And a Heaven in a Wild Flower,
Hold Infinity in the palm of your hand
And Eternity in an hour.

Seeing all beings as Buddhas

We tend to see ourselves as “things” — as relatively unchanging entities. We see others the same way. Sometimes as part of my practice I remind myself of the immense change that a person can go through by repeating a phrase from a Zen poem: “All beings are, from the very beginning, Buddhas.” I take that like in this instance to indicate that even if someone is acting in a way that I don’t like and that I label as cruel or stupid, that person has the capacity to be a Buddha. If I relate to that person purely on the basis of who he or she is right now, I won’t encourage the emergence of their potential Buddhahood.

Relating to someone on the basis of how we see them right now is like seeing Solheim’s video reduced to a single frame. It’s a static way of seeing things. We’re disconnected from the reality of change. But imagine if we could consistently see that person not as a thing but as a process — if you could, at least in our imaginations — see that person evolving towards wisdom and compassion. How might that change both them and us?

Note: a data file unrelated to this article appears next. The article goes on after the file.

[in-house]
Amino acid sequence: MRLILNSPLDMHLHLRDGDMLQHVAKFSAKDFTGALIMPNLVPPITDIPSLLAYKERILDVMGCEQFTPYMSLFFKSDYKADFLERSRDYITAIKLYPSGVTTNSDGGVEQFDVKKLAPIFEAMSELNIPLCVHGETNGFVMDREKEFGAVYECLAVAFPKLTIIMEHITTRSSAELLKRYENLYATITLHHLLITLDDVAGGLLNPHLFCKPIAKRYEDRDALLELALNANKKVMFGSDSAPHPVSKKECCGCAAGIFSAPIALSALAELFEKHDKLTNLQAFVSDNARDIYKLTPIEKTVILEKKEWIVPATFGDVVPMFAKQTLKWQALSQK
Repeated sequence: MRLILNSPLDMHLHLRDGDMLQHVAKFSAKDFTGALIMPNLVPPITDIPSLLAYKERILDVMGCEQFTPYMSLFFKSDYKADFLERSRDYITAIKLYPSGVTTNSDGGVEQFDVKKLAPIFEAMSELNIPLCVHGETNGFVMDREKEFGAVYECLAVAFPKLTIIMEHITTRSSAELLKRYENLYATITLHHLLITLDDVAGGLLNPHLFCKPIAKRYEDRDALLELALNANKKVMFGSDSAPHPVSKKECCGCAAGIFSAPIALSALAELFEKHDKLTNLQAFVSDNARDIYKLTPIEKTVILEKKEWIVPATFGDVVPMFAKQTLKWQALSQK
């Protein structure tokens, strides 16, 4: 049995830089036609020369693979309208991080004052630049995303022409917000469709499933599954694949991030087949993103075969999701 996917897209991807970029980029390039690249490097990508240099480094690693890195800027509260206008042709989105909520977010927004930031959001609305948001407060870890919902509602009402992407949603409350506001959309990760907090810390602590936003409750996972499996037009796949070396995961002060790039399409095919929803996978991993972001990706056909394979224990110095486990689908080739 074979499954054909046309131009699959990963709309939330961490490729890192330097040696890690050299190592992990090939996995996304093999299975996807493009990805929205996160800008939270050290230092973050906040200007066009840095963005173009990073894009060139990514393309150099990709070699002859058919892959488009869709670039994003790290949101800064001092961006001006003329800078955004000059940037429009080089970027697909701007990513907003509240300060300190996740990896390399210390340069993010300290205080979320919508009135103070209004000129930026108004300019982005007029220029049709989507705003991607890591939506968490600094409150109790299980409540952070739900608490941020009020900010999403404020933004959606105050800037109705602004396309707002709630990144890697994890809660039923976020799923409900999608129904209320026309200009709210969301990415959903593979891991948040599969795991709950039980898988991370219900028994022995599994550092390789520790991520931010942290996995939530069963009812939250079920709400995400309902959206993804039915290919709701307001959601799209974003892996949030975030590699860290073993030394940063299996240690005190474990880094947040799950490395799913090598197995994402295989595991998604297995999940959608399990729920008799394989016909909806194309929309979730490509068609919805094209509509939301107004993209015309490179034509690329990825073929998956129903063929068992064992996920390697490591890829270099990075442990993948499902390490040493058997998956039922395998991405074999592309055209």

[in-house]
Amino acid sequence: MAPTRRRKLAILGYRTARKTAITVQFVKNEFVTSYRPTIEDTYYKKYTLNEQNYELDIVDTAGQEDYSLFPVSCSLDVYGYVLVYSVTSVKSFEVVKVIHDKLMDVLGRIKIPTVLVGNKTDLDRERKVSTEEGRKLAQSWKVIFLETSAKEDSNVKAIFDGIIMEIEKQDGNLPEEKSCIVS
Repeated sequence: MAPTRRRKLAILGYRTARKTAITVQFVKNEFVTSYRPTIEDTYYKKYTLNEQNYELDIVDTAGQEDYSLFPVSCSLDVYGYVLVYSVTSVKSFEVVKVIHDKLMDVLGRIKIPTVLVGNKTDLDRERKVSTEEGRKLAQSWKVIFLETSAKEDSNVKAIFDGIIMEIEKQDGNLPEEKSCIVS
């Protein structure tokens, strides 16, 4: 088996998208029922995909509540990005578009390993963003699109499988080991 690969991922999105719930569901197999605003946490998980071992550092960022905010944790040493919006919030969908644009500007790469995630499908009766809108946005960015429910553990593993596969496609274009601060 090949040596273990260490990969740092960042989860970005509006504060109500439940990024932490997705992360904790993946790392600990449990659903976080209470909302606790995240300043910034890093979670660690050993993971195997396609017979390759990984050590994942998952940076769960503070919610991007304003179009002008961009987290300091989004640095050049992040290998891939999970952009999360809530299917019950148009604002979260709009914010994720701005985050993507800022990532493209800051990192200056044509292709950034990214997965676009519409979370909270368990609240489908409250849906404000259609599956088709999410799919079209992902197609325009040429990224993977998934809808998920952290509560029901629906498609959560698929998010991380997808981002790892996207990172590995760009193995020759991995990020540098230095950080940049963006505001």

When I manage to relate to another person as a potential Buddha — as a changing, evolving being who has the capacity for wisdom and compassion, I’m more likely to relate to them in a way that helps them grow into their potential. And I think it helps me grow into my own potential as well.

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Waking up into the moment

The goal of Buddhist practice is “bodhi” or “Awakening.” Waking up fully to reality may yet be far off, but Vimalasara reflects on how in our day-to-day lives the times just before and after sleep can be valuable opportunities for practice.

The first thought when I woke up was, “I want my mind back.” After years of working hard to meet deadlines as a journalist and partying all night with my friends it felt like my brain was riddled with holes. There were big gaps in my memory and I’d sometimes joked that my brain was poisoned with stimulants and alcohol. And it was poisoned, but even worse my heart was toxic as well. And when I woke that morning, at the age of twenty-nine, I knew I had to make a change in my life. And I did.

And it often seems to work like that. We wake in the morning and some things have sorted themselves out. We’re clearer. We know what we need to do.

In my case I’d been meditating and starting to reflect on my life, but on that morning I had a sense of urgency to change how I was living. Meditation was the thing that woke me up, but it was sleep that provided the means for it to do so.